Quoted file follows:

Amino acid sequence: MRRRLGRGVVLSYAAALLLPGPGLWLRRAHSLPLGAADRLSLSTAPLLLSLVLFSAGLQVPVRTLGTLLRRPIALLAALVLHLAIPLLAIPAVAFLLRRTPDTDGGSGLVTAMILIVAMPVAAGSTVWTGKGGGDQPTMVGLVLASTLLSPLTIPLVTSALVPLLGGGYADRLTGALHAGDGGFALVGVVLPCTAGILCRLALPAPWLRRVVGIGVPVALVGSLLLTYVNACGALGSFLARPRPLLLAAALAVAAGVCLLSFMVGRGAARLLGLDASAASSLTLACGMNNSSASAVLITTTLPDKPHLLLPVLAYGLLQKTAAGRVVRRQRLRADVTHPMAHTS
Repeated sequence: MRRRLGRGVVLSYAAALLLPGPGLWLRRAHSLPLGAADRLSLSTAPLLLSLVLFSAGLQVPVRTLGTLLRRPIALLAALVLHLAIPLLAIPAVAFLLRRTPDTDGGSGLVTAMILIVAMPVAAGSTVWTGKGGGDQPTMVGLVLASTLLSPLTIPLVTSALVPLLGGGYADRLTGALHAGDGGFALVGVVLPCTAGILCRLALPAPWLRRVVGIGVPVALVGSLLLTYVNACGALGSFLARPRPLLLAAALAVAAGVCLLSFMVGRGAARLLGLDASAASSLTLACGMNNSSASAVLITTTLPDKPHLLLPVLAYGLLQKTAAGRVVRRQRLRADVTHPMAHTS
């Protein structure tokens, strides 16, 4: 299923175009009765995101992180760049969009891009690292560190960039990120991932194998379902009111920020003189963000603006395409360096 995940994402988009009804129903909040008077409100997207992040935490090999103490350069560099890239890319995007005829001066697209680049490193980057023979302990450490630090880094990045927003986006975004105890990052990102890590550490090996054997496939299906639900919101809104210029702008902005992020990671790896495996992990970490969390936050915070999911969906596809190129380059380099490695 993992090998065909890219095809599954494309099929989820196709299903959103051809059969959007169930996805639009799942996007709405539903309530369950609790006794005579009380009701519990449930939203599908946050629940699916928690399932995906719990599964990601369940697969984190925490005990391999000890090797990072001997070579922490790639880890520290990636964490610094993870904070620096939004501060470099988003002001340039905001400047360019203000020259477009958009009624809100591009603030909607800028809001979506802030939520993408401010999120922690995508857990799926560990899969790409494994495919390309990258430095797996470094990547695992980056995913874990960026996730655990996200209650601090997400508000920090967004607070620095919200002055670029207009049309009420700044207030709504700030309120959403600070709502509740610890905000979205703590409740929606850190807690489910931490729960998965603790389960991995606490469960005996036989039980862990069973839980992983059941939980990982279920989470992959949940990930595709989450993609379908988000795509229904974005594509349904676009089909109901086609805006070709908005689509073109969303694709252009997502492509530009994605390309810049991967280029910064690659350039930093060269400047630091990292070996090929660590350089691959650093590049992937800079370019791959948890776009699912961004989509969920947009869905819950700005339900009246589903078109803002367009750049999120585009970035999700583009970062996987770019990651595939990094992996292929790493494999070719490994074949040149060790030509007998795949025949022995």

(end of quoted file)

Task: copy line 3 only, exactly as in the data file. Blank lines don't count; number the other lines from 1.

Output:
């Protein structure tokens, strides 16, 4: 299923175009009765995101992180760049969009891009690292560190960039990120991932194998379902009111920020003189963000603006395409360096 995940994402988009009804129903909040008077409100997207992040935490090999103490350069560099890239890319995007005829001066697209680049490193980057023979302990450490630090880094990045927003986006975004105890990052990102890590550490090996054997496939299906639900919101809104210029702008902005992020990671790896495996992990970490969390936050915070999911969906596809190129380059380099490695 993992090998065909890219095809599954494309099929989820196709299903959103051809059969959007169930996805639009799942996007709405539903309530369950609790006794005579009380009701519990449930939203599908946050629940699916928690399932995906719990599964990601369940697969984190925490005990391999000890090797990072001997070579922490790639880890520290990636964490610094993870904070620096939004501060470099988003002001340039905001400047360019203000020259477009958009009624809100591009603030909607800028809001979506802030939520993408401010999120922690995508857990799926560990899969790409494994495919390309990258430095797996470094990547695992980056995913874990960026996730655990996200209650601090997400508000920090967004607070620095919200002055670029207009049309009420700044207030709504700030309120959403600070709502509740610890905000979205703590409740929606850190807690489910931490729960998965603790389960991995606490469960005996036989039980862990069973839980992983059941939980990982279920989470992959949940990930595709989450993609379908988000795509229904974005594509349904676009089909109901086609805006070709908005689509073109969303694709252009997502492509530009994605390309810049991967280029910064690659350039930093060269400047630091990292070996090929660590350089691959650093590049992937800079370019791959948890776009699912961004989509969920947009869905819950700005339900009246589903078109803002367009750049999120585009970035999700583009970062996987770019990651595939990094992996292929790493494999070719490994074949040149060790030509007998795949025949022995």